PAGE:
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Phytochem Anal. 2009 Jul-Aug;20(4):298-306. doi: 10.1002/pca.1127.

Comparison of the phenolic component profiles of skullcap (Scutellaria lateriflora) and germander (Teucrium canadense and T. chamaedrys), a potentially hepatotoxic adulterant.

Author information

1
Human Nutrition Research Center, Agricultural Research Service, US Department of Agriculture, 103000 Baltimore Avenue, Building-161, BARC-East, Beltsville, MD 20705, USA. longze.lin@ ars.usda.gov

Abstract

INTRODUCTION:

Scutellaria lateriflora, commonly known as skullcap, is used as an ingredient in numerous herbal products. Unfortunately, it has occasionally been adulterated with Teucrium canadense or T. chamaedrys, commonly known as germander, which contains potentially hepatotoxic diterpenes. Chromatographic profiles of the phenolic components provide a means of distinguishing between these plants and enhancing public safety.

OBJECTIVE:

To develop a chromatographic method for the identification of Scutellaria lateriflora and two Teucrium species and to quantify the latter as adulterants.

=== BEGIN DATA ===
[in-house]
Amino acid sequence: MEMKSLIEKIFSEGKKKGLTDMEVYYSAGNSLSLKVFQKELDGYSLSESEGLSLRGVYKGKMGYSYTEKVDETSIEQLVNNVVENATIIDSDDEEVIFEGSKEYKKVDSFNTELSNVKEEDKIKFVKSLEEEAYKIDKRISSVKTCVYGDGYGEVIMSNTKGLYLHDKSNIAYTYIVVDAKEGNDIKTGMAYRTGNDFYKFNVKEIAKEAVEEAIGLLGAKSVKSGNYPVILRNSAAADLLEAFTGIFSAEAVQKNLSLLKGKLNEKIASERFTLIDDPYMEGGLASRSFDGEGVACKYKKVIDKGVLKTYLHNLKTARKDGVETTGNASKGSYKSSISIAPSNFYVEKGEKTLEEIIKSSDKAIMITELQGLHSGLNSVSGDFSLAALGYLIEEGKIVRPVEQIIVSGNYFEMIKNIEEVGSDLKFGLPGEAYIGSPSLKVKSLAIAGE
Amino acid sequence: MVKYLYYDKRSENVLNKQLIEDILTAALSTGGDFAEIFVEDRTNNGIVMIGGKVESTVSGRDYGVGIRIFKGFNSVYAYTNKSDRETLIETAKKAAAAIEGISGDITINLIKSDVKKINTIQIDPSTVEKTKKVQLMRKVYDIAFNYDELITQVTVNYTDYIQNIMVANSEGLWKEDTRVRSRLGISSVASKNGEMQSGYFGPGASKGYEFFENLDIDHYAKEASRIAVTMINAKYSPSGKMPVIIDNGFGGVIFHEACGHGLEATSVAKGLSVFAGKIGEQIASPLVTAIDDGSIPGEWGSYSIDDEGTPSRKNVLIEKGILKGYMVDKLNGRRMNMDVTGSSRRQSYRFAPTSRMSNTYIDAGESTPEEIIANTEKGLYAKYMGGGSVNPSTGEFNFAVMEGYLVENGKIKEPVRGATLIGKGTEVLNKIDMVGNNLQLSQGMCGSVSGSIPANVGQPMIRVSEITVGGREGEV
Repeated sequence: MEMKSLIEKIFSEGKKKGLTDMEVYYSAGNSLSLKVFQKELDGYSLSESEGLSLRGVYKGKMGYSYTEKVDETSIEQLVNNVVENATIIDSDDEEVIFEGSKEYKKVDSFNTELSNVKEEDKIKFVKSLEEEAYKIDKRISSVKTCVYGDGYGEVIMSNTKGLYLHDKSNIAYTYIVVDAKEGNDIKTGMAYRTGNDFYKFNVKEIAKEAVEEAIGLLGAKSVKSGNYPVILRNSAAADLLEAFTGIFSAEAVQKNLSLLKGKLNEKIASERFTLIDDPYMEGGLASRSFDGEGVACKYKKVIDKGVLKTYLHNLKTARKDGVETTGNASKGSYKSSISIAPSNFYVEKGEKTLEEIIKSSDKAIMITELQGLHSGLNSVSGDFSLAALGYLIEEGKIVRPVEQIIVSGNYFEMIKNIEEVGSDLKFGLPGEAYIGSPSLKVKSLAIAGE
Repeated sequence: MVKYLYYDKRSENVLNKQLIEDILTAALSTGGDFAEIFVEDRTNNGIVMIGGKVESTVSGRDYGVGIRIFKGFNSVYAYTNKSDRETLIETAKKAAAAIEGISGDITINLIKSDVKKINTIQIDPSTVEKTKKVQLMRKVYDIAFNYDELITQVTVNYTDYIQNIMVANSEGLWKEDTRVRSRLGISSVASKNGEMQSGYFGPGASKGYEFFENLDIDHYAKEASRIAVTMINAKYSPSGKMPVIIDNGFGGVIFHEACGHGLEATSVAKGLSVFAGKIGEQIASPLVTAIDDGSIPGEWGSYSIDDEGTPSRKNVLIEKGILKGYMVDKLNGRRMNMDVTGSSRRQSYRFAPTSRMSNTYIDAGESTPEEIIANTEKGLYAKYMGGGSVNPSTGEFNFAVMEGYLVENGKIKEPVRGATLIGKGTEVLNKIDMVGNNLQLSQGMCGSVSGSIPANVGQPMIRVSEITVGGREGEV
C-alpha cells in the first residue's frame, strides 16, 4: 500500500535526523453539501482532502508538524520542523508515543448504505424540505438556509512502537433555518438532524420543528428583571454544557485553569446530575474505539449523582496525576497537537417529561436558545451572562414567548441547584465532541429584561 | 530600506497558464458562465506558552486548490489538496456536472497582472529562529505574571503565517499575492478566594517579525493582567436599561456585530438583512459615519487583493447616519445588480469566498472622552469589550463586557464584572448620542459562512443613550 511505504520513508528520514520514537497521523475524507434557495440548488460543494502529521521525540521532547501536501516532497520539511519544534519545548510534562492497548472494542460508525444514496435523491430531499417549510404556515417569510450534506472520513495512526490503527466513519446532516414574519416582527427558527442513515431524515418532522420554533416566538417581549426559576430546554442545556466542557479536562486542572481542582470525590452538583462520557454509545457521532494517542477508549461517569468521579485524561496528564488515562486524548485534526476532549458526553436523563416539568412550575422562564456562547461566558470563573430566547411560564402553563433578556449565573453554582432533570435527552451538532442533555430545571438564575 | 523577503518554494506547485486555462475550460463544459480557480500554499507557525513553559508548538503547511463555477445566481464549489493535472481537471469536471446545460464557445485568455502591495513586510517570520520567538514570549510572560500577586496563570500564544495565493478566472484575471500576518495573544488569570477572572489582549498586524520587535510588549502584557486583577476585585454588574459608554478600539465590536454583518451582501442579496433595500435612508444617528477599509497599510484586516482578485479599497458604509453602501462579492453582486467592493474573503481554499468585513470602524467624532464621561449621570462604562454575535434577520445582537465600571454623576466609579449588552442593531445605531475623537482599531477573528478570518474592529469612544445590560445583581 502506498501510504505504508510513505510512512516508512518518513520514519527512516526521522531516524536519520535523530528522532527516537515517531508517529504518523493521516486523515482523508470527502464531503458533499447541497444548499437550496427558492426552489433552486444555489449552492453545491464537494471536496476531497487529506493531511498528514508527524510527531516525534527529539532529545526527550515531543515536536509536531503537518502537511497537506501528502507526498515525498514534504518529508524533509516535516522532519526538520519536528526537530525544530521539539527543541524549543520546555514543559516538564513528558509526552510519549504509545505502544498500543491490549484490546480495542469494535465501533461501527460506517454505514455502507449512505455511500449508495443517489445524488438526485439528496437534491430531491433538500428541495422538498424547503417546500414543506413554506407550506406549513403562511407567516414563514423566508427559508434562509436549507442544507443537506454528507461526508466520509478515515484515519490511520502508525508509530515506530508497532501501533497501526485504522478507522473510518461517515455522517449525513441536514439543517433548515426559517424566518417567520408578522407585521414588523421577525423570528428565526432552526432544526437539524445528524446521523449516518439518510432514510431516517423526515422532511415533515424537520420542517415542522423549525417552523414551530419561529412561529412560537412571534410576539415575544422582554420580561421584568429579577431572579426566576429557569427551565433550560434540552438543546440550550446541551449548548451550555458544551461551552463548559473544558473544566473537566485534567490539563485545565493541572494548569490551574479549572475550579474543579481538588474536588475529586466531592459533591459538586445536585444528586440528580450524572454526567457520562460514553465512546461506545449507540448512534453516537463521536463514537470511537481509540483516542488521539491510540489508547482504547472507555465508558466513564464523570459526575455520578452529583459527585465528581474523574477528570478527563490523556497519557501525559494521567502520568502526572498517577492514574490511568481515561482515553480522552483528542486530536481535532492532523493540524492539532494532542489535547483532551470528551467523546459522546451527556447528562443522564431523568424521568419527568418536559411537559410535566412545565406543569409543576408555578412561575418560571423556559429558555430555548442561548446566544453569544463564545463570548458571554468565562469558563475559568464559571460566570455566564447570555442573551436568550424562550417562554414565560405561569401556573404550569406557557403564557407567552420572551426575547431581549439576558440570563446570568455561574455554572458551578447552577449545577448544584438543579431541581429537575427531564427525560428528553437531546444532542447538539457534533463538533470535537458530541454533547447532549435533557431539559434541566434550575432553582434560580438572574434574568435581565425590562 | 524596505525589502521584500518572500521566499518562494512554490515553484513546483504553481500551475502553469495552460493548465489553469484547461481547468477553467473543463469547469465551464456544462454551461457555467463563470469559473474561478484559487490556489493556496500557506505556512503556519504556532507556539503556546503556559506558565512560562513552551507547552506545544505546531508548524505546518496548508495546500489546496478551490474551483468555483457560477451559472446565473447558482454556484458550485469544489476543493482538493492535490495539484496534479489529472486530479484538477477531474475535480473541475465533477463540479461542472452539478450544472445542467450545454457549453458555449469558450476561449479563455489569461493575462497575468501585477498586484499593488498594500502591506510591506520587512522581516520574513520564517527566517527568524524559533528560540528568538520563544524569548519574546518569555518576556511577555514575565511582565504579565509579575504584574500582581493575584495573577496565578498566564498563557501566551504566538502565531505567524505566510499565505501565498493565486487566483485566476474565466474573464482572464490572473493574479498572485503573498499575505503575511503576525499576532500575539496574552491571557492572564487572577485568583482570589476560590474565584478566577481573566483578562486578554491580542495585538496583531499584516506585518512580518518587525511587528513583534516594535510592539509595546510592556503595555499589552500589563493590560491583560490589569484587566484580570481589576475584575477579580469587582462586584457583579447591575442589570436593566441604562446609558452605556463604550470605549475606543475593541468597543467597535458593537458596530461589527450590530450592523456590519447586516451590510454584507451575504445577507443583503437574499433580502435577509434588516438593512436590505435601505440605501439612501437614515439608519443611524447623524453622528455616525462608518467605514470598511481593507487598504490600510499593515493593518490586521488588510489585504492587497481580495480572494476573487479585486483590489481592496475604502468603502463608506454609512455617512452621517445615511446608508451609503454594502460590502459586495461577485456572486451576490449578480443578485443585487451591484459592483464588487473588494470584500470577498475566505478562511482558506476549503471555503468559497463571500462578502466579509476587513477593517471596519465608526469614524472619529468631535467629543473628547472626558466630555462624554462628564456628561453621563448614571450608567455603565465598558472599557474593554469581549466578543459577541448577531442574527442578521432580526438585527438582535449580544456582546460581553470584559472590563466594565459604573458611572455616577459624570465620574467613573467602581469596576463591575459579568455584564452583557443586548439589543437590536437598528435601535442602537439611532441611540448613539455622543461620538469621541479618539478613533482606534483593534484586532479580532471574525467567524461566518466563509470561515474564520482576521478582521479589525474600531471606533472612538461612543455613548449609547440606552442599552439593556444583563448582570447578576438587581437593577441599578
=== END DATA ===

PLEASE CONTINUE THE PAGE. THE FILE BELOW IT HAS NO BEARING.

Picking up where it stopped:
METHODOLOGY:

Samples were extracted with aqueous methanol and the extracts were analysed using a standardised LC-DAD-ESI/MS profiling method to obtain their phenolic profiles.

RESULTS:

Skullcap contained primarily flavonoids, while the major phenolic components of the two Teucrium species were the phenylethanoids, verbascoside and teucrioside. Using the phenylethanoids as markers, it was possible to clearly distinguish between the two genus and to determine 5% Teucrium mixed with Scutellaria using either ultraviolet absorption spectrometry or mass spectrometry in the total ion count mode. Using MS in the selective ion monitoring (SIM) mode, 1% Teucrium could be measured.

CONCLUSIONS:

This study showed that chromatographic profiling was able to identify Scutellaria and Teucrium, separately and when mixed together.

PMID:
19402188
PMCID:
PMC3583524
DOI:
10.1002/pca.1127
[Indexed for MEDLINE]
Free PMC Article

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